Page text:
The New Yeoman

Thoughts on Making a Living

Tag: professional development

Grit For Organizations

What is this “Grit” I keep hearing about?

Grit is a hot concept right now, but largely in the self-improvement space. I listened to a good Freakonomics Radio podcast interview of Angela Lee Duckworth by Steven J. Dubner about Duckworth’s book entitled, Grit: The Power of Passion and Perserverance. Duckworth’s basic premise is that people with the most grit have the following characteristics, in order;

  1. They cultivate an interest in a subject
  2. They practice that subject deliberately (a la Anders Ericsson’s Peak)
  3. They feel the subject has meaning or purpose in their lives
  4.  They are optimistic about their outcomes with that subject

By the way, Duckworth reveals a great tool to fight off boredom of a subject. It involves nuance versus novelty, but you should listen to hear her talk about it.

So, that is the personal version of grit in a nutshell (according to Duckworth), but what about organizations?

Can organizations have grit?

On my walk yesterday, I came to this question as I pondered an organization that I was talking to recently about their culture and how to ensure they kept it as they grow. It occurred to me that, yes, organizations could have grit, but many organizations have only three of the four characteristics. They have interest in their work, they generally have purpose in their field, and for the most part they are optimistic that their hard work will result in good things. Sometimes, they have deliberate practice in the sexy fields of website and product design (e.g. A/B testing). However, many fail in the deliberate practice characteristic, especially with their sales and customer services work. For certain, they are “practicing” all day, every day at their work. They are answering an increasing number of phone calls, emails, webchats, etc., but are they deliberately trying to improve in a well-chosen and specific area every day in a way that stays true to their mission? Sadly, many are not. This led me to think of grit in another manner. Let’s call it “Strategic Grit.”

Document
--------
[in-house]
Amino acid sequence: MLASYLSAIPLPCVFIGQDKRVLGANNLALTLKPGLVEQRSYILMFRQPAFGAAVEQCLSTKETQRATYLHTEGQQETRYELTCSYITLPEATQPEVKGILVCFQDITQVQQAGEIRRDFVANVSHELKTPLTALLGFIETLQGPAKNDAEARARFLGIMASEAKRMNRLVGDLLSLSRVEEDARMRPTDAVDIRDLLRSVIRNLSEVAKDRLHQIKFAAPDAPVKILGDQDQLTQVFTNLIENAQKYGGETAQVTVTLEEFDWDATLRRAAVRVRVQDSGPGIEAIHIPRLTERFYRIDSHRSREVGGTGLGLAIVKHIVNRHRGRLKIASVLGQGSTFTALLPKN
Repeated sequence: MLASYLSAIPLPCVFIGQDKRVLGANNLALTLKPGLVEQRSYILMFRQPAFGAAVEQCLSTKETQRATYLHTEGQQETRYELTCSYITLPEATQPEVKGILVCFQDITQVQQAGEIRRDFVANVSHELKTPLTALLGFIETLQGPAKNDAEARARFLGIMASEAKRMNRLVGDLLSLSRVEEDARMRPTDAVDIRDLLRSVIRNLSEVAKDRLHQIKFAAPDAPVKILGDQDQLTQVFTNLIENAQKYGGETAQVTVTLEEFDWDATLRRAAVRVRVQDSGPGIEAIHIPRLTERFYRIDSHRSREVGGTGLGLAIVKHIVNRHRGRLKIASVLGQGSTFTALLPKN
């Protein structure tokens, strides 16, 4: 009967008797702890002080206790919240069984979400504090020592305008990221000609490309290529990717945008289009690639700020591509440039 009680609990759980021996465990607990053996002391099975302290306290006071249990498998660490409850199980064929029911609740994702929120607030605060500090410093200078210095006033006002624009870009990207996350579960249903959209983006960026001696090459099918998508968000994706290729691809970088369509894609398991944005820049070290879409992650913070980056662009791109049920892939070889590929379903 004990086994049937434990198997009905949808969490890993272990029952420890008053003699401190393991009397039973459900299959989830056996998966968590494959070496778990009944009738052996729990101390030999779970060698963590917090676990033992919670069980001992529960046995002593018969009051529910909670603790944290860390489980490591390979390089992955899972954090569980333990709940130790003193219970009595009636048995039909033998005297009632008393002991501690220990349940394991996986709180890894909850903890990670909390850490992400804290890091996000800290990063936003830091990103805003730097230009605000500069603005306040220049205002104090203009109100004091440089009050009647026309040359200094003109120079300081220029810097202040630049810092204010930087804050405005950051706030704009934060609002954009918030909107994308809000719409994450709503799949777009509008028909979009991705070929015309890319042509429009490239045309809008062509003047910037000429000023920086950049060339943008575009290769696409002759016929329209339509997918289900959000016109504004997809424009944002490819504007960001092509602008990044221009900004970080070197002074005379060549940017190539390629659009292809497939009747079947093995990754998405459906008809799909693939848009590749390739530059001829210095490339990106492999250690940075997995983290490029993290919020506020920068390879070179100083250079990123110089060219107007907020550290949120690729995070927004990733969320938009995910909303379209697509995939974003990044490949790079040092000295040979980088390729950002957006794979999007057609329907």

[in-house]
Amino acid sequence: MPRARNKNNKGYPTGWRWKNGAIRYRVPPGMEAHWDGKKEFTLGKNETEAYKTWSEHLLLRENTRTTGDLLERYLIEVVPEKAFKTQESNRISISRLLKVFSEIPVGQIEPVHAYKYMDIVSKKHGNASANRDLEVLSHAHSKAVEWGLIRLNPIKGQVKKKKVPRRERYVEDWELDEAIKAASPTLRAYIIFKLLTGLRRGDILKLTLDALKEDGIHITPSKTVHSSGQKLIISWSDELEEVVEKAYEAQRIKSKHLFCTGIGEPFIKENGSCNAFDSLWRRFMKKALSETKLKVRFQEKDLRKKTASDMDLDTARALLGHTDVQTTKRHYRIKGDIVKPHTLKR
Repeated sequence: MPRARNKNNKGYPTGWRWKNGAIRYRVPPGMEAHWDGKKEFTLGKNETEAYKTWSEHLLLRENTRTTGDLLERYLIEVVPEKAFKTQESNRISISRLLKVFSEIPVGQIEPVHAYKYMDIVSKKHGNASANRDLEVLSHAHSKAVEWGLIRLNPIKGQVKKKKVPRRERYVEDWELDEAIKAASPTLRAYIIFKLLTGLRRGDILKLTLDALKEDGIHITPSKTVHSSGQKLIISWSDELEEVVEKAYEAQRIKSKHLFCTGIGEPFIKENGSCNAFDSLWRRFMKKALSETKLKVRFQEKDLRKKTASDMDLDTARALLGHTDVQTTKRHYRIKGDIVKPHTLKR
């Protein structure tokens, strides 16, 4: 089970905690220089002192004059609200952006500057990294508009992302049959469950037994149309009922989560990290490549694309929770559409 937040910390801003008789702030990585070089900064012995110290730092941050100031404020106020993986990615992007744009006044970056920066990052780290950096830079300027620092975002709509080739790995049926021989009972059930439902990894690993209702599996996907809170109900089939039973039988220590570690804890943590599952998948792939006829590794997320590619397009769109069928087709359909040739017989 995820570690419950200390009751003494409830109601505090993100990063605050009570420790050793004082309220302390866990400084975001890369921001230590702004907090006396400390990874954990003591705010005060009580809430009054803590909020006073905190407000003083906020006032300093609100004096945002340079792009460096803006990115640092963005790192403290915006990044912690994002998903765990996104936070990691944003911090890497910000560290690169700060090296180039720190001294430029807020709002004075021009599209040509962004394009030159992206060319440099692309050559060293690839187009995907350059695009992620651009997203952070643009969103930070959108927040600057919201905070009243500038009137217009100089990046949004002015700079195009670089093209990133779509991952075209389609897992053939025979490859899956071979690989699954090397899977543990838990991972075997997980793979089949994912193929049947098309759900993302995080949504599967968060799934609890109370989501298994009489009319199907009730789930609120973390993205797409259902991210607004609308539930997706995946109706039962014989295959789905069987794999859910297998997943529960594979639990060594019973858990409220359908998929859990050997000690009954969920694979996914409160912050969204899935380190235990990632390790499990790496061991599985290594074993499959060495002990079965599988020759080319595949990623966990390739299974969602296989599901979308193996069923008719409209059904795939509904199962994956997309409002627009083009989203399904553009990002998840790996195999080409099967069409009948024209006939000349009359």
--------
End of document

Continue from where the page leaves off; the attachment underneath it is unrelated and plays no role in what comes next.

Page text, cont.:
What is Strategic Grit?

First of all, it is entirely reasonable to have this conversation based on Anders Ericsson‘s concept of deliberate practice, instead of grit. However, I like to think of it in terms of grit, because deliberate practice is recursive inside of Duckworth’s concept of grit, so you get a twofer. In other words, to want to practice deliberately, you probably have to have an interest in the subject, feel that it has meaning (purpose) in your work, and be optimistic about the outcome. That’s when I started thinking about how, in order to know what to deliberately practice, an organization needs to analyze its current state and compare it honestly against its desired future state. In other words, finding out about what should interest the organization. This is the first step (Diagnosis) in Richard Rumelt‘s Good Strategy, Bad Strategy (Excellent book, BTW. If you have not read it, the Kindle edition is $1.99 right now). But being clear-headed about strategy requires a little grit too. At this point, I was starting to confuse myself, so I tried to simplify what I thought grit was, in terms of analyzing (diagnosing) what should interest an organization. I decided to use Duckworth’s model of four characteristics, in order, that I had personally seen in organizations that truly faced up to what was causing them problems, especially in dealing with customer service and sales. I created an acronym, because that is what consultants do. Here is my attempt to define Strategic Grit.